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Young Women With No Genetic Mutations Have Low Risk of Second Primary Breast Cancer

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Young Women With No Genetic Mutations Have Low Risk of Second Primary Breast Cancer

Jun 17, 2024

The risk of a young woman developing a second primary breast cancer is relatively low, unless she has a mutation linked to breast cancer. Read more…

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  • zen1028
    zen1028 Member Posts: 84
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    This is a great finding but without seeing the full article it is a little hard for me to get "happy" on this news.

    • What are the age ranges of these women?
    • Are they on any endocrine therapy protocol?
    • What were their original BC diagnosis profile? like stage, tumor size, etc.

  • moderators
    moderators Posts: 8,287
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    @zen1028 If you click through to the article, you'll see a section "About the study": https://www.breastcancer.org/research-news/mutations-second-primary-breast-cancer-risk#section-about-the-study

    And, here is a link to the abstract: https://doi.org/10.1001/jamaoncol.2024.0286

    We hope this helps!

    —The Mods

  • zen1028
    zen1028 Member Posts: 84
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    Thanks. I did read thru those before I posted there. The points I listed were missing. If that was all the study says, then they only zero in the BRAC1 & BRAC2 gene mutation without taking in other factors that support why there is or there isnt any second breast cancer.

    To see the full text from JAMA, you have to create a login. I dont like creating a lot of online accounts…just my peeve 😁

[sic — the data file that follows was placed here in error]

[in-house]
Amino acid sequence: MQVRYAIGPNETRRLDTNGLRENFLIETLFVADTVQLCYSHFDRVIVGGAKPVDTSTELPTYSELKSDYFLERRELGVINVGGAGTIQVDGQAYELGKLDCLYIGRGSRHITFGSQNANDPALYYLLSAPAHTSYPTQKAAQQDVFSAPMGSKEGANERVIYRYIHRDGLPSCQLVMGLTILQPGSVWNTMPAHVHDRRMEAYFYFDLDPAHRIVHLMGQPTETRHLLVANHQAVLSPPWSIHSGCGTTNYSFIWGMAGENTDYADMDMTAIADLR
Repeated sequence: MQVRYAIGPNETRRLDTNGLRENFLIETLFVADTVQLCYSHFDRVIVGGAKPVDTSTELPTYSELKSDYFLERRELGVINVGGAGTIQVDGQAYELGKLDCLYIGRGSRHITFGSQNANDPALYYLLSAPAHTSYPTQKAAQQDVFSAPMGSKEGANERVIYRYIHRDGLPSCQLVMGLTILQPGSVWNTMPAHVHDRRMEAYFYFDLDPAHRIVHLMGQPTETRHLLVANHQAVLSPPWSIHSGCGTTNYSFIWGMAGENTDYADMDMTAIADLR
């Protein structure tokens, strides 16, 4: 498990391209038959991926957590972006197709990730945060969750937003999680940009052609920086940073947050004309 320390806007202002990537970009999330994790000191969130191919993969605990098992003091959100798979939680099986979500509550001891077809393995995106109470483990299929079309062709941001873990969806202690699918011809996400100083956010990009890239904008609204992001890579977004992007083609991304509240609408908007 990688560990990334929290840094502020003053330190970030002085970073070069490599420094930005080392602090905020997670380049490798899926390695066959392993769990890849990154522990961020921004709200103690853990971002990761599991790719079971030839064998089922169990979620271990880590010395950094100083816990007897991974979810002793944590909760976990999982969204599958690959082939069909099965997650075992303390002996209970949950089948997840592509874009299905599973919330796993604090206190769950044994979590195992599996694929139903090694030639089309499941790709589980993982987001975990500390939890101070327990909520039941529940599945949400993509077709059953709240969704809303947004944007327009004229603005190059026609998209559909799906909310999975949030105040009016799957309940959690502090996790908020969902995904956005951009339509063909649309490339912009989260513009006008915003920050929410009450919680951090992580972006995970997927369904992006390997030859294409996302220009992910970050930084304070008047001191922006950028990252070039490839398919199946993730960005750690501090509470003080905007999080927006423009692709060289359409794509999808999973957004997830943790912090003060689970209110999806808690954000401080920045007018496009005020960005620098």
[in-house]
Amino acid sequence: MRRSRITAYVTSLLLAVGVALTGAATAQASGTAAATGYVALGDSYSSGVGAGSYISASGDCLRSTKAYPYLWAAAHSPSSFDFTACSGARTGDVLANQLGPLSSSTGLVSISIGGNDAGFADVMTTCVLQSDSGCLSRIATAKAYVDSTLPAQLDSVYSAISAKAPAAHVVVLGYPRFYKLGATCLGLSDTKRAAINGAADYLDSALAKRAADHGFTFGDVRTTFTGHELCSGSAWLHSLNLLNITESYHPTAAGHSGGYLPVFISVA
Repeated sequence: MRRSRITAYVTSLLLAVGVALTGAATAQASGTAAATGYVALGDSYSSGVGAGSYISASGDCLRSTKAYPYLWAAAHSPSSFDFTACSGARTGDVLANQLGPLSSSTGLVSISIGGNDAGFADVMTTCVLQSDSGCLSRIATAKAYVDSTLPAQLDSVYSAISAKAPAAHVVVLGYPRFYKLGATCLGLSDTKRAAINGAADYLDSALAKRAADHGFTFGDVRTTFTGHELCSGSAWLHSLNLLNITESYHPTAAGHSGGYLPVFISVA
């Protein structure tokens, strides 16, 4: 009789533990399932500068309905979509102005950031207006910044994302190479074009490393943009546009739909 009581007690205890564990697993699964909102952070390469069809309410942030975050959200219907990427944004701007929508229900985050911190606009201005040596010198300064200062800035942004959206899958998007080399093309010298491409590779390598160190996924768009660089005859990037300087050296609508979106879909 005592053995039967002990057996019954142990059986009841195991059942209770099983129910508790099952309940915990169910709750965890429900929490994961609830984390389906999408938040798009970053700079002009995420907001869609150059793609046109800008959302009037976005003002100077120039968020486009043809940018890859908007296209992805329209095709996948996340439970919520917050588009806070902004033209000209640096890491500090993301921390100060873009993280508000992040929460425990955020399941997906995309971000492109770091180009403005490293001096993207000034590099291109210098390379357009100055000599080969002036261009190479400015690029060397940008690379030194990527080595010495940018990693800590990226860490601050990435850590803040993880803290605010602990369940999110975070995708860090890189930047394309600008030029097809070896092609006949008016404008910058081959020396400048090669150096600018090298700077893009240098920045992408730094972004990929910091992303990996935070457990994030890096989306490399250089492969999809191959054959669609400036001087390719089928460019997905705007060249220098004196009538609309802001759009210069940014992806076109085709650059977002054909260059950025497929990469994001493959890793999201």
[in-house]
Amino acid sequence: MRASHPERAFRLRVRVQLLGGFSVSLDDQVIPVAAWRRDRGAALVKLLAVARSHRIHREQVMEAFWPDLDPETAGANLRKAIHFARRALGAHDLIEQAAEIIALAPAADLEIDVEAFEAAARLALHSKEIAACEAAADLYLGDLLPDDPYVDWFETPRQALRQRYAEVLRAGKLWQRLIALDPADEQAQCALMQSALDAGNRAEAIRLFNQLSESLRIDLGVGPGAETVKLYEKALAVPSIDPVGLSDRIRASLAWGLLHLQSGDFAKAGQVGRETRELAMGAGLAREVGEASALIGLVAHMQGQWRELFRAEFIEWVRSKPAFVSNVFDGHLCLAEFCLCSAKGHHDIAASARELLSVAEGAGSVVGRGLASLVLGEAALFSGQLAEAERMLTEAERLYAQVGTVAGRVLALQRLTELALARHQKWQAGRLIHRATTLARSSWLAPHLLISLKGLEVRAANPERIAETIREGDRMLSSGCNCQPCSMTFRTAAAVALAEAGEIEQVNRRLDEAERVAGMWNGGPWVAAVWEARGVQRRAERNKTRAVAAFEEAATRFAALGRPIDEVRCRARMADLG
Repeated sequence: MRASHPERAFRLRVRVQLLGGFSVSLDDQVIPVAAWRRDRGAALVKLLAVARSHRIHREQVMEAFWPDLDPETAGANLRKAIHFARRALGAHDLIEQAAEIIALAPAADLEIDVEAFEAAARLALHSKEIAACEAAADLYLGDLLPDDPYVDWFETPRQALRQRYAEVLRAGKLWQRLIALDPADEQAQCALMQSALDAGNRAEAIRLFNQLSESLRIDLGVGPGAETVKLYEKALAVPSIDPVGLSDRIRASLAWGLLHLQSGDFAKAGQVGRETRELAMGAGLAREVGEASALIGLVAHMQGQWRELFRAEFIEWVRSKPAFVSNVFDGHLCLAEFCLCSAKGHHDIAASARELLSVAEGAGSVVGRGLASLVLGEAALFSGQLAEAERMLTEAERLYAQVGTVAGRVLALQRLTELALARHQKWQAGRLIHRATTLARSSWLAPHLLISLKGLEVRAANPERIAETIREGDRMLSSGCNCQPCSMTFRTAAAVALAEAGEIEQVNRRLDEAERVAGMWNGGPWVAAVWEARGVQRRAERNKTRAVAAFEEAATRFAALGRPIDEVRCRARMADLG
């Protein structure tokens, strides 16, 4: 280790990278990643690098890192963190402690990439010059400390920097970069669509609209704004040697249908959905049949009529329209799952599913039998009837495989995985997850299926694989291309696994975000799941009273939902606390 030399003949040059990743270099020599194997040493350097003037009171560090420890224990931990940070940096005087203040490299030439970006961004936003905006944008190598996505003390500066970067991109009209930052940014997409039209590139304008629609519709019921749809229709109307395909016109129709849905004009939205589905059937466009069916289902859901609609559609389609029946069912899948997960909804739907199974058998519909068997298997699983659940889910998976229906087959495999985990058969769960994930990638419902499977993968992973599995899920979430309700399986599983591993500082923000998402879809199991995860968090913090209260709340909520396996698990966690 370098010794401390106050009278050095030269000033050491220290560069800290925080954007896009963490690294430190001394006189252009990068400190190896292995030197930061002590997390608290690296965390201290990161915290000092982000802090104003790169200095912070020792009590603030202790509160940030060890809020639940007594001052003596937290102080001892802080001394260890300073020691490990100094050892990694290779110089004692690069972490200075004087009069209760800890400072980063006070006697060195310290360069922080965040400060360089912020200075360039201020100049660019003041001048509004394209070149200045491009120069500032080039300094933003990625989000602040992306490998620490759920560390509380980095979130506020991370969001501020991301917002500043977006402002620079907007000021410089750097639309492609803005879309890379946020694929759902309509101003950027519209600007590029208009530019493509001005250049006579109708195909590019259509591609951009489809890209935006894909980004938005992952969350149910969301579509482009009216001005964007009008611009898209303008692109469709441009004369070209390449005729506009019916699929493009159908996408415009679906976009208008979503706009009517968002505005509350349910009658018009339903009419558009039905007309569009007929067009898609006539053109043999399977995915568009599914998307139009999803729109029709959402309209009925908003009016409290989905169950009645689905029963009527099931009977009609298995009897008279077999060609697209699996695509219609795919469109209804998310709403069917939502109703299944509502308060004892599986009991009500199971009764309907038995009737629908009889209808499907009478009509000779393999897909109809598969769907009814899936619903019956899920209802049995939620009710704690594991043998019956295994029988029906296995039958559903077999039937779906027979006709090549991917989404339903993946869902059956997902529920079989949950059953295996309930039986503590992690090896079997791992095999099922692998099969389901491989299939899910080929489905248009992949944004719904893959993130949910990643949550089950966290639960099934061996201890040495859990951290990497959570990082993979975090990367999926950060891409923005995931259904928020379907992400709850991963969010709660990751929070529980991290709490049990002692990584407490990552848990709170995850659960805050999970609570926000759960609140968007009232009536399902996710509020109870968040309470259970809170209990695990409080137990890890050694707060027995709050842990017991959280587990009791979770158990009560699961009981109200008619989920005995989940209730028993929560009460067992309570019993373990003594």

• goldensrbest
    goldensrbest Member Posts: 692
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    I guess I was one of the unlucky 2%. Dx at 34 then again at 44. No BRCA gene or family history. MBC at 64. 5 yrs stable the end of the month.

  • kaynotrealname
    kaynotrealname Member Posts: 422
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    How are you doing, goldensrbest, with your treatment? I'm so sorry this has happened to you.

  • goldensrbest
    goldensrbest Member Posts: 692
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    kaynotrealname - thank you for your comment. As I mentioned, I’m stable for almost 5 yrs on my first line of treatment. Side effects are unrelenting fatigue. I also have severe osteoarthritis which also contributes to the fatigue. I’ve always said that the most consistent thing about cancer is that it is inconsistent!

  • kaynotrealname
    kaynotrealname Member Posts: 422
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    You've definitely been battling a long time though and there is much to be said about that. I hope you are enjoying life as able.

  • moderators
    moderators Posts: 8,287
    edited June 21
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    Hi again @zen1028,

    We got some answers for you from the editorial team:

    • What are the age ranges of these women? The women in the study were all under 40. The average age as noted in the results in the abstract was 36.
    • Are they on any endocrine therapy protocol? Of 526 patients with hormone receptor–positive tumors, 390 (74%) had ET within 18 months.
    • What were their original BC diagnosis profile? like stage, tumor size, etc. The participants had stage 0–III BC diagnoses; most were stage II or III. 
      (These are formatted as number of participants, with % in parens.)

    We don't see any mention of tumor size, but here are other tumor characteristics, including grade.

    —The Mods

  • zen1028
    zen1028 Member Posts: 84
    edited June 21
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    @moderators

    Thanks but cant see these links or embedded images. Also what was the breakdown of like how many of participants had recurrence base on the grade and tumor size.

    "Of 526 patients with hormone receptor–positive tumors, 390 (74%) had ET within 18 months." a breakdown of how many of these patients had a recurrence and did not have the gene mutation or did have it?

    Sorry, just need breakdown details that does support the topic of this paper.

  • moderators
    moderators Posts: 8,287
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    @zen1028 sorry about that! Check the images again, please.